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Author Topic: Smart linked list  (Read 3190 times)

soerensen3

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Smart linked list
« on: July 25, 2018, 12:31:29 pm »
I've been experimenting with management operators and I was trying to create a linked list with it.
This is what I prototyped so far:
(based on https://github.com/maciej-izak/PascalSmartPointers/blob/master/sources/SmartObj.pas)
Code: Pascal  [Select]
  1. {
  2.     This file is part of the Free Pascal run time library.
  3.     Copyright (c) 1999-2014 by Maciej Izak aka hnb (NewPascal project)
  4.     See the file COPYING.FPC, included in this distribution,
  5.     for details about the copyright.
  6.     This program is distributed in the hope that it will be useful,
  7.     but WITHOUT ANY WARRANTY; without even the implied warranty of
  8.     MERCHANTABILITY or FITNESS FOR A PARTICULAR PURPOSE.
  9.  **********************************************************************}
  10.  
  11.  unit SmartLinkedList;
  12.  
  13. {$MODE DELPHI}
  14.  
  15. interface
  16.  
  17. uses
  18.   SysUtils, Classes;
  19.  
  20. type
  21.   TSmartLinkedListItem<T: TObject> = record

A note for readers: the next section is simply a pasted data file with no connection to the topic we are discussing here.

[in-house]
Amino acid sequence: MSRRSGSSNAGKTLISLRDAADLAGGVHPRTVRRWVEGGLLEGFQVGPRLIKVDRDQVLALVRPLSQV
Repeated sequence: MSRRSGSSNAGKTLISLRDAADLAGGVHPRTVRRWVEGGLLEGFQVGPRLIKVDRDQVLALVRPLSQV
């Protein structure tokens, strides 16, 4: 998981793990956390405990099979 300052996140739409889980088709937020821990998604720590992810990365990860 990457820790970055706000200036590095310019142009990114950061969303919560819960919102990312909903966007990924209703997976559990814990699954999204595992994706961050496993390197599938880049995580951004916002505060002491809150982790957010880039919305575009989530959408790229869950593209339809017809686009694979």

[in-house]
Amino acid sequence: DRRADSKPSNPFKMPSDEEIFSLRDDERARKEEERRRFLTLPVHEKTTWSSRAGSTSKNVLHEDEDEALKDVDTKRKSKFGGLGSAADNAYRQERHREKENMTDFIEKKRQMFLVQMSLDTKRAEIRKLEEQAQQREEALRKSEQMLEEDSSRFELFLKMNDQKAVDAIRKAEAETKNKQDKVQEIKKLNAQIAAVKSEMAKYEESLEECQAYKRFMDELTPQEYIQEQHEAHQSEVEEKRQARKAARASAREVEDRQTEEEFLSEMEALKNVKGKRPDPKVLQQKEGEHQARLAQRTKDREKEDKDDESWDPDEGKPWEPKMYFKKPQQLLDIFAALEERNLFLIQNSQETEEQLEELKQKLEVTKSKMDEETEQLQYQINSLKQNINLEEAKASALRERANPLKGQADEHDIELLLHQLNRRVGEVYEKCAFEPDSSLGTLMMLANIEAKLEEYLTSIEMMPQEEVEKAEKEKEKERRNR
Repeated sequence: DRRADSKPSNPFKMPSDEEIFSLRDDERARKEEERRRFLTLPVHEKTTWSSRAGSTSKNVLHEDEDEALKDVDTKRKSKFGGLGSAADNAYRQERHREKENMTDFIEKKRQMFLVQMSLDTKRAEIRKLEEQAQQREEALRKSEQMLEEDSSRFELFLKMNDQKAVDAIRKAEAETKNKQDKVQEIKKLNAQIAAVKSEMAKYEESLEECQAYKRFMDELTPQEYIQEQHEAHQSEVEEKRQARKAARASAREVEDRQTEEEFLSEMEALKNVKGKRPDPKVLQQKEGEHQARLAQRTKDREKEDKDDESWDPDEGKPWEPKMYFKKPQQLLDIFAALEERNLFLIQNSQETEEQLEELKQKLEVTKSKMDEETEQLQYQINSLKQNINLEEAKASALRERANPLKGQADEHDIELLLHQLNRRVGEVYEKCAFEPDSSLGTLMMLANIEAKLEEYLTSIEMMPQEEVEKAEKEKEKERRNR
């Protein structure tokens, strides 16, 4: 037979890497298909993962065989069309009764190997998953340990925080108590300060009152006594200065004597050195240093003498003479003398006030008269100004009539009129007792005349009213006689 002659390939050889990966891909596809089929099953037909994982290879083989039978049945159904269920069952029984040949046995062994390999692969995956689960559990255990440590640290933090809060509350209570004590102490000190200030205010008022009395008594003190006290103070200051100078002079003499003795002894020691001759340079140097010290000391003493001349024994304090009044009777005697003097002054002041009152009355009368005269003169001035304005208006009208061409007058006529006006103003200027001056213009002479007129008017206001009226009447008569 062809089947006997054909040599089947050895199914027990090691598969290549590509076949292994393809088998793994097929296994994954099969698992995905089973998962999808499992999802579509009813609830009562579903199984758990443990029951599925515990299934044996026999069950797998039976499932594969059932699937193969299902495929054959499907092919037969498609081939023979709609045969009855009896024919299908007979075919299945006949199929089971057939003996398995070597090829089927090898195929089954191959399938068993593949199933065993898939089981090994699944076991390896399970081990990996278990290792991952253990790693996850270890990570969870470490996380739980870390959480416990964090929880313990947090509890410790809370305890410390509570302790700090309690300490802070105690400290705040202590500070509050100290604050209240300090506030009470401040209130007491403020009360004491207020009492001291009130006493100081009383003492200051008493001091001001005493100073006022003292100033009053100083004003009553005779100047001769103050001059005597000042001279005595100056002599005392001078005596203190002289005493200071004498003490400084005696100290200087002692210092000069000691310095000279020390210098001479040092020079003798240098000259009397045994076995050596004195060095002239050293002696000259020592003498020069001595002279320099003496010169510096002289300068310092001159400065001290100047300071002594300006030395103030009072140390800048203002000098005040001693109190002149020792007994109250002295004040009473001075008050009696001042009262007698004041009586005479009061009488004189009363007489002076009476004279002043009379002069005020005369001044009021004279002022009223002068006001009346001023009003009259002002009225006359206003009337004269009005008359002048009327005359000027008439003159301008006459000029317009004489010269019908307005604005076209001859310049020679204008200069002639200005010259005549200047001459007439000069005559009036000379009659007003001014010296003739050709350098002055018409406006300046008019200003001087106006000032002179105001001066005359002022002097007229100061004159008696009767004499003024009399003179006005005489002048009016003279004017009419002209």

22.   public type
  23.     PSmartLinkedListItem = ^TSmartLinkedListItem < T >;
  24.  
  25.   public
  26.     // similar as overloading [] operators for property x[v: string]: integer read gx write sx; default;
  27.     Instance: T; //default; // default keyword for non property.
  28.     RefCount: PLongint;
  29.     Next: PSmartLinkedListItem;
  30.  
  31.     procedure SmartFinalize();
  32.  
  33.     class operator Initialize(var aRec: TSmartLinkedListItem<T>);
  34.     class operator Finalize(var aRec: TSmartLinkedListItem<T>);
  35.     class operator AddRef(var aRec: TSmartLinkedListItem<T>);
  36.     class operator Copy(constref aSource: TSmartLinkedListItem<T>; var aDest: TSmartLinkedListItem<T>);
  37.     function Append( AItem: T ): PSmartLinkedListItem;
  38.  
  39.     // implicit or explicit operator is used before "default" field
  40.     class operator Implicit(aObj: T): TSmartLinkedListItem<T>;
  41.     procedure Assign(const aValue: T);
  42.   end;
  43.  
  44. implementation
  45.  
  46. procedure TSmartLinkedListItem<T>.SmartFinalize();
  47. begin
  48.   WriteLn( 'Finalizing record.. ' );
  49.   if ( Assigned( Next )) then begin
  50.     Dispose( Next );
  51.     Next:= nil;
  52.   end;
  53.   if RefCount <> nil then
  54.     if InterLockedDecrement(RefCount^)=0 then begin
  55.       FreeMem(RefCount);
  56.       Instance.Free;
  57.     end;
  58. end;
  59.  
  60. class operator TSmartLinkedListItem<T>.Initialize(var aRec: TSmartLinkedListItem<T>);
  61. begin
  62.   WriteLn( 'Initializing record.. ' );
  63.   aRec.RefCount := nil;
  64. end;
  65.  
  66. class operator TSmartLinkedListItem<T>.Finalize(var aRec: TSmartLinkedListItem<T>);
  67. begin
  68.   aRec.SmartFinalize();
  69. end;
  70.  
  71. class operator TSmartLinkedListItem<T>.AddRef(var aRec: TSmartLinkedListItem<T>);
  72. begin
  73.   if aRec.RefCount <> nil then
  74.     InterLockedIncrement(aRec.RefCount^);
  75. end;
  76.  
  77. class operator TSmartLinkedListItem<T>.Copy(constref aSource: TSmartLinkedListItem<T>; var aDest: TSmartLinkedListItem<T>);
  78. begin
  79.   if aDest.RefCount <> nil then